Top Five Fridays - November 17, 2017 // Ski Industry News
#1: Granby Ranch Ski Resort in Colorado Up for Sale in January:
Let’s start this week off with something of an abnormality this time of year: Granby Ranch in Colorado announced this week that it will be going up for sale this January. The current owners of the resort, Marise and Melissa Cipriani, have cited a handful of reasons for the sudden decision, all of which add up to the simple fact that owning the business has become more overwhelming than fun. Last winter, a visitor at the resort fell from one of the resort’s lifts and died. In addition to that tragic accident, the owners had also fallen behind on their property taxes, adding financial pressure to the mix. Ultimately it was these factors, as well as a desire to be closer to family, that led to the Caprini’s decision. As such, the resort along with all of its real estate holdings and amenities will be put up for sale by CBRE Land Services in January. The Caprini’s have stated that they hope to sell the resort and it’s properties as one piece, although they will separate their assets if they begin to linger on the market. As for this season, the family is aiming for business as usual. To learn more, read this writeup from Sky Hi News.
#2: Urban Snow Aims to Bring Skiing to the Bay Area:
As you likely know, the future of the ski industry is currently being challenged by two major threats: climate change and a decrease in new participants. While there are a number of initiatives out there attempting to stymie one or both of these trends, it could be argued that the slowly developing increase in dry slope ski experiences are the most effective. So far, most of these warm-weather ski areas are cropping up at different ski areas across North America. This week however, we caught wind of a new project that’s taking a slightly different approach. Urban Snow, a project currently funding on Kickstarter, is hoping to raise enough money to be able to open a year round dry slope ski experience in the heart of the Bay Area in California. Citing their history as skiers and their ongoing thirst for the mountain life, the founders of Urban Snow are hoping to create a ski area close to home for their fellow ski-lusters as well as those new to the sport. In addition to the novel idea of bringing skiing to a snowless metro area, the team also claims to have created a patent-pending method of creating a variety of terrain types, citing banked turns, rollers, and even moguls. All told, it’s a pretty awesome concept, especially if it proves to be effective in recruiting new skiers to the sport. Currently, the Kickstarter Campaign is about $8,000 shy of their $20,000 goal, with the campaign set to end on Sunday, November 26th. To find out more or to support their cause, you can view the campaign here.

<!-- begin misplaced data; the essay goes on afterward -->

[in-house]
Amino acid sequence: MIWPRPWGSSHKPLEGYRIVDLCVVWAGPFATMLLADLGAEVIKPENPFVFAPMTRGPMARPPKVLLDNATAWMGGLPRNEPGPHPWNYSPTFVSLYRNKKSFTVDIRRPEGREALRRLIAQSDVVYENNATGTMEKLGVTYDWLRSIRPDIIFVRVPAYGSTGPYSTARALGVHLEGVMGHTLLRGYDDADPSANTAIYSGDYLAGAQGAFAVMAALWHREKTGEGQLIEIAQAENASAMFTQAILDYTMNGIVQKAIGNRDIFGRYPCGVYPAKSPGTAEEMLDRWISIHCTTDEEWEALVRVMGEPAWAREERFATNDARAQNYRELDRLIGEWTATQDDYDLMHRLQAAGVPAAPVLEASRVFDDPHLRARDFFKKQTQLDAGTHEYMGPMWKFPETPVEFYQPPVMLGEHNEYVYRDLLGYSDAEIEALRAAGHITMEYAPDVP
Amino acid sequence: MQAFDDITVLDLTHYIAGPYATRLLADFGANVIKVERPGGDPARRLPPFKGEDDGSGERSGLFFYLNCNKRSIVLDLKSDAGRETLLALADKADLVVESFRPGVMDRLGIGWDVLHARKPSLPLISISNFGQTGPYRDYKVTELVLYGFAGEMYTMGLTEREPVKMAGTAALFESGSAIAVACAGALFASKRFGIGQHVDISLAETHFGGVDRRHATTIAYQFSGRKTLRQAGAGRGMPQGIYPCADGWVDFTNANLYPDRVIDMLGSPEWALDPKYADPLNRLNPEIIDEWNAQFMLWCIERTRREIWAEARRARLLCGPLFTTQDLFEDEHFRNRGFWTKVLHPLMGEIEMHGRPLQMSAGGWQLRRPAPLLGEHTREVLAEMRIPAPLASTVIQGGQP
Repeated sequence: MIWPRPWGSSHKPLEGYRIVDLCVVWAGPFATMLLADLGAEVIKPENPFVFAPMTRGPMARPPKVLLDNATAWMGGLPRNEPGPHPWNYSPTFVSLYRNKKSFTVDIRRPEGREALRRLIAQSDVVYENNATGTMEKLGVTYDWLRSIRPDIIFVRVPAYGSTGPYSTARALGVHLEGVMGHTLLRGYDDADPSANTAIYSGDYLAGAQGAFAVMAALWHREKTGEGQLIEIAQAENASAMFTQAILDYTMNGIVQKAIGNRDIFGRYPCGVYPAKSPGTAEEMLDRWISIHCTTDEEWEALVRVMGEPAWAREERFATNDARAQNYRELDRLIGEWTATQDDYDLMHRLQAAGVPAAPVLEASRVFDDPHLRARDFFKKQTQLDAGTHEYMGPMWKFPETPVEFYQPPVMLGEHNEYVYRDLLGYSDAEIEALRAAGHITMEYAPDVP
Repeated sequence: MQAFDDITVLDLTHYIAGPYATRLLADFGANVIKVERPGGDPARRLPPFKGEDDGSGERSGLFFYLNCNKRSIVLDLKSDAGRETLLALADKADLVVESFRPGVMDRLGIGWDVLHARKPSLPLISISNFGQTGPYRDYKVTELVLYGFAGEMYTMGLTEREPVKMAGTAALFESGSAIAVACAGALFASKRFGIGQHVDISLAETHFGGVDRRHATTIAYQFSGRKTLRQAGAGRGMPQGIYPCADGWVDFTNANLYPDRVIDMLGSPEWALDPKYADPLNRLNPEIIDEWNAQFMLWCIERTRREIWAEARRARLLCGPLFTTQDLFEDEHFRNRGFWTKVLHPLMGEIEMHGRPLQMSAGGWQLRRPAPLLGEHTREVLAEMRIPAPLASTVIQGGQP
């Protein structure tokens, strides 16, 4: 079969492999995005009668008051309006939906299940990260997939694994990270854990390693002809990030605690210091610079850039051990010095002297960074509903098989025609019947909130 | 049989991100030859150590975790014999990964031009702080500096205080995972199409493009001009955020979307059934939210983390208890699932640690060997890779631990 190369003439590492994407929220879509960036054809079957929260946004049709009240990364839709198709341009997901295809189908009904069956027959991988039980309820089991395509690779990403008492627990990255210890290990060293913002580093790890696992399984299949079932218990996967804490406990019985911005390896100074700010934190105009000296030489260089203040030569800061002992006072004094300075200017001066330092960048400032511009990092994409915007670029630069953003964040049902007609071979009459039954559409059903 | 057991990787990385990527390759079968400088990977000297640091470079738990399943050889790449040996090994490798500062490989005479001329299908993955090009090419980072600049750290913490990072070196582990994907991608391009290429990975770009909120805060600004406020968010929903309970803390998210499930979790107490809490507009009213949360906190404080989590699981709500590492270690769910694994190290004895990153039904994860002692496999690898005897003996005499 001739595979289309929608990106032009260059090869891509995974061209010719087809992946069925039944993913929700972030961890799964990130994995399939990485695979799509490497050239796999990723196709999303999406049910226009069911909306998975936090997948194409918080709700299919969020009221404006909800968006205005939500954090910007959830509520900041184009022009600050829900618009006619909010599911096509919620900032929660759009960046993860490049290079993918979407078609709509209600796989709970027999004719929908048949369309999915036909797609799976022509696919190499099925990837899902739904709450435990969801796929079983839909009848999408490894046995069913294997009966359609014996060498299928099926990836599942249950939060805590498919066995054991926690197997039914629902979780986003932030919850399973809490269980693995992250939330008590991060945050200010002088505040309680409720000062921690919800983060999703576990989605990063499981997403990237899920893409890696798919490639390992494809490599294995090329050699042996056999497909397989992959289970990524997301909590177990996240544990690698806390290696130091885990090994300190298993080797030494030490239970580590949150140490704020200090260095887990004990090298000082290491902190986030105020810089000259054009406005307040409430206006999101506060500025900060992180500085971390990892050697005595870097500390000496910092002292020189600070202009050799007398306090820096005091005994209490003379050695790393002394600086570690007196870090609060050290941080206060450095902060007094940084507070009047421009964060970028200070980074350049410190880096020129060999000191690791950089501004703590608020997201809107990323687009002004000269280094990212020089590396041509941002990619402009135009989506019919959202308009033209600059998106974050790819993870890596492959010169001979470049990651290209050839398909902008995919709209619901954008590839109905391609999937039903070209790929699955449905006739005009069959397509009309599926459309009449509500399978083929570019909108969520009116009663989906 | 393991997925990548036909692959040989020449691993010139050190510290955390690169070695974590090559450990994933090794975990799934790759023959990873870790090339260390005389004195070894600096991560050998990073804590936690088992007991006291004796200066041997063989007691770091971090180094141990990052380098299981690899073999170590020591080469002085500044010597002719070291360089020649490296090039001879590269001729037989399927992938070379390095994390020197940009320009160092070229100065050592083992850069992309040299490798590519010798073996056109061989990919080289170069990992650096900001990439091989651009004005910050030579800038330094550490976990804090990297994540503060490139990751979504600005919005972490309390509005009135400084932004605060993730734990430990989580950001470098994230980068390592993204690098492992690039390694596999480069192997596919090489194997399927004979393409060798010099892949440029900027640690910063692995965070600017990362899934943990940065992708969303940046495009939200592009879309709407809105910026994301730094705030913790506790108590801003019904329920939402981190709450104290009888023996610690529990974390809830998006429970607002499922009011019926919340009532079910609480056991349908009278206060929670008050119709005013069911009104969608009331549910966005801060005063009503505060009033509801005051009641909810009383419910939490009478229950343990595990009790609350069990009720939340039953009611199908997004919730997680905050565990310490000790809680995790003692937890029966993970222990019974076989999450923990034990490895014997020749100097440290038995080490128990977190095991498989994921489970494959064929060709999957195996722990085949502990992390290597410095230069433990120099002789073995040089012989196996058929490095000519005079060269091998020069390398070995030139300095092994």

#3: T-Bar Installations on the Rise: